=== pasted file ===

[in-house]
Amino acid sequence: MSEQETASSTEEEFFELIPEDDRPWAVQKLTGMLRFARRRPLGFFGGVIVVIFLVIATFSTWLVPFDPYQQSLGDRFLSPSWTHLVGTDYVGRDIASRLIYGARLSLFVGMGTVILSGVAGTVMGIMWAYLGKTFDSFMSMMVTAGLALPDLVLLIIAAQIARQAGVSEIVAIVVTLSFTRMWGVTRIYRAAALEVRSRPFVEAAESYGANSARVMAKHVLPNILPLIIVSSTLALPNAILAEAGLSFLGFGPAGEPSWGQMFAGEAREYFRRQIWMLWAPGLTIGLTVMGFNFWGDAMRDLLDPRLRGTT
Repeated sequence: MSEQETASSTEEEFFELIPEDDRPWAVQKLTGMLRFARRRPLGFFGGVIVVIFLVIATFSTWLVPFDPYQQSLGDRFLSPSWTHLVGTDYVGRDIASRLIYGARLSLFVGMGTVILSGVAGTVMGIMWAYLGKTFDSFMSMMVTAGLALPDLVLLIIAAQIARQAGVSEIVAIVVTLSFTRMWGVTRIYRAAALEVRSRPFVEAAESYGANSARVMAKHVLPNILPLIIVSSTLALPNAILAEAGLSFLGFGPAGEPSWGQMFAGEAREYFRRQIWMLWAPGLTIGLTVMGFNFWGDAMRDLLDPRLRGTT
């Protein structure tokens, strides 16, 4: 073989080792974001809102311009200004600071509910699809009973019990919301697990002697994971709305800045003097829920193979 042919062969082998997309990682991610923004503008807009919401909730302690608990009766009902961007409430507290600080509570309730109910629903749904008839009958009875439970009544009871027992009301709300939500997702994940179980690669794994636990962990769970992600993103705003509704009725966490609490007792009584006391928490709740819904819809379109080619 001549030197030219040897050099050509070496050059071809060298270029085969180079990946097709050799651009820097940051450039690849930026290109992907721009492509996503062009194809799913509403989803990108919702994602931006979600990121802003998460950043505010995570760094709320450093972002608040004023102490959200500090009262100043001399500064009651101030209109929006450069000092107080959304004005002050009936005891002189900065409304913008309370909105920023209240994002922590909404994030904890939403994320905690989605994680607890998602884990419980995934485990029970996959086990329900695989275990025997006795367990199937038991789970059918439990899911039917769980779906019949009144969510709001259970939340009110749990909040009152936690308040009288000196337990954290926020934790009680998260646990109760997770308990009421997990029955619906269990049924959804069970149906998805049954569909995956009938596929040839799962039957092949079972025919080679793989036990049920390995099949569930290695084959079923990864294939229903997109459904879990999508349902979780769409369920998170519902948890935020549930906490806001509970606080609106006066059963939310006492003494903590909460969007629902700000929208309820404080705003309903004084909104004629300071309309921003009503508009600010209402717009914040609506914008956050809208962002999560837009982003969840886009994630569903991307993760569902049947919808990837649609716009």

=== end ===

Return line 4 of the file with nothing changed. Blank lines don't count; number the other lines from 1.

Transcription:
């Protein structure tokens, strides 16, 4: 073989080792974001809102311009200004600071509910699809009973019990919301697990002697994971709305800045003097829920193979 042919062969082998997309990682991610923004503008807009919401909730302690608990009766009902961007409430507290600080509570309730109910629903749904008839009958009875439970009544009871027992009301709300939500997702994940179980690669794994636990962990769970992600993103705003509704009725966490609490007792009584006391928490709740819904819809379109080619 001549030197030219040897050099050509070496050059071809060298270029085969180079990946097709050799651009820097940051450039690849930026290109992907721009492509996503062009194809799913509403989803990108919702994602931006979600990121802003998460950043505010995570760094709320450093972002608040004023102490959200500090009262100043001399500064009651101030209109929006450069000092107080959304004005002050009936005891002189900065409304913008309370909105920023209240994002922590909404994030904890939403994320905690989605994680607890998602884990419980995934485990029970996959086990329900695989275990025997006795367990199937038991789970059918439990899911039917769980779906019949009144969510709001259970939340009110749990909040009152936690308040009288000196337990954290926020934790009680998260646990109760997770308990009421997990029955619906269990049924959804069970149906998805049954569909995956009938596929040839799962039957092949079972025919080679793989036990049920390995099949569930290695084959079923990864294939229903997109459904879990999508349902979780769409369920998170519902948890935020549930906490806001509970606080609106006066059963939310006492003494903590909460969007629902700000929208309820404080705003309903004084909104004629300071309309921003009503508009600010209402717009914040609506914008956050809208962002999560837009982003969840886009994630569903991307993760569902049947919808990837649609716009």